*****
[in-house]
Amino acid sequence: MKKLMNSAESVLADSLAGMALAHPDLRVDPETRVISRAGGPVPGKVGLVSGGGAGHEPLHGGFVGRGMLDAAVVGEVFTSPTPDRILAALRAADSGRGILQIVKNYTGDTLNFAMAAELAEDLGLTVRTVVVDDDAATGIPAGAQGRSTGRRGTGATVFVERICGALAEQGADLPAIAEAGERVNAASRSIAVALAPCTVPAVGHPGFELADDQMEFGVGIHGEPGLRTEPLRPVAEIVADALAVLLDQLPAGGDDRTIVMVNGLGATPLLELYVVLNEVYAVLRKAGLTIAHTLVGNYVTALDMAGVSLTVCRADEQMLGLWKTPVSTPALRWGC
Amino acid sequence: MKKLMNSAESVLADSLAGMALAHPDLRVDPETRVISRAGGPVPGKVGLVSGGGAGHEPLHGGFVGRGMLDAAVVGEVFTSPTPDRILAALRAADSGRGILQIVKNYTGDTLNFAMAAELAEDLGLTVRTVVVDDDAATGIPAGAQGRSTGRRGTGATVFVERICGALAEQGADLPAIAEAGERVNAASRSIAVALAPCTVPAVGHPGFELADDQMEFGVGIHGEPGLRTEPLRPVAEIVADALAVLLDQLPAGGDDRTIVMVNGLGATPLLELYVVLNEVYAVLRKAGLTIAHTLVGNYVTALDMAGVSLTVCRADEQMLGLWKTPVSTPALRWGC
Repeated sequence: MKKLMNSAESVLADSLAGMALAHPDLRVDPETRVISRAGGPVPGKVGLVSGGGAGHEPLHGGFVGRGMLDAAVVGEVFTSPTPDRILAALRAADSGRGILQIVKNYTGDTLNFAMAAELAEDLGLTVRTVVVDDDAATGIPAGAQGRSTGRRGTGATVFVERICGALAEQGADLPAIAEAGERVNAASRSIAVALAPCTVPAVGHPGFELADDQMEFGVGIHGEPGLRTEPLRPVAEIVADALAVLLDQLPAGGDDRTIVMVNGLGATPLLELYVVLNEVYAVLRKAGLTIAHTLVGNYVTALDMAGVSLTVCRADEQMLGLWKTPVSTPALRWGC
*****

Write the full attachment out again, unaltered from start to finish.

[in-house]
Amino acid sequence: MKKLMNSAESVLADSLAGMALAHPDLRVDPETRVISRAGGPVPGKVGLVSGGGAGHEPLHGGFVGRGMLDAAVVGEVFTSPTPDRILAALRAADSGRGILQIVKNYTGDTLNFAMAAELAEDLGLTVRTVVVDDDAATGIPAGAQGRSTGRRGTGATVFVERICGALAEQGADLPAIAEAGERVNAASRSIAVALAPCTVPAVGHPGFELADDQMEFGVGIHGEPGLRTEPLRPVAEIVADALAVLLDQLPAGGDDRTIVMVNGLGATPLLELYVVLNEVYAVLRKAGLTIAHTLVGNYVTALDMAGVSLTVCRADEQMLGLWKTPVSTPALRWGC
Amino acid sequence: MKKLMNSAESVLADSLAGMALAHPDLRVDPETRVISRAGGPVPGKVGLVSGGGAGHEPLHGGFVGRGMLDAAVVGEVFTSPTPDRILAALRAADSGRGILQIVKNYTGDTLNFAMAAELAEDLGLTVRTVVVDDDAATGIPAGAQGRSTGRRGTGATVFVERICGALAEQGADLPAIAEAGERVNAASRSIAVALAPCTVPAVGHPGFELADDQMEFGVGIHGEPGLRTEPLRPVAEIVADALAVLLDQLPAGGDDRTIVMVNGLGATPLLELYVVLNEVYAVLRKAGLTIAHTLVGNYVTALDMAGVSLTVCRADEQMLGLWKTPVSTPALRWGC
Repeated sequence: MKKLMNSAESVLADSLAGMALAHPDLRVDPETRVISRAGGPVPGKVGLVSGGGAGHEPLHGGFVGRGMLDAAVVGEVFTSPTPDRILAALRAADSGRGILQIVKNYTGDTLNFAMAAELAEDLGLTVRTVVVDDDAATGIPAGAQGRSTGRRGTGATVFVERICGALAEQGADLPAIAEAGERVNAASRSIAVALAPCTVPAVGHPGFELADDQMEFGVGIHGEPGLRTEPLRPVAEIVADALAVLLDQLPAGGDDRTIVMVNGLGATPLLELYVVLNEVYAVLRKAGLTIAHTLVGNYVTALDMAGVSLTVCRADEQMLGLWKTPVSTPALRWGC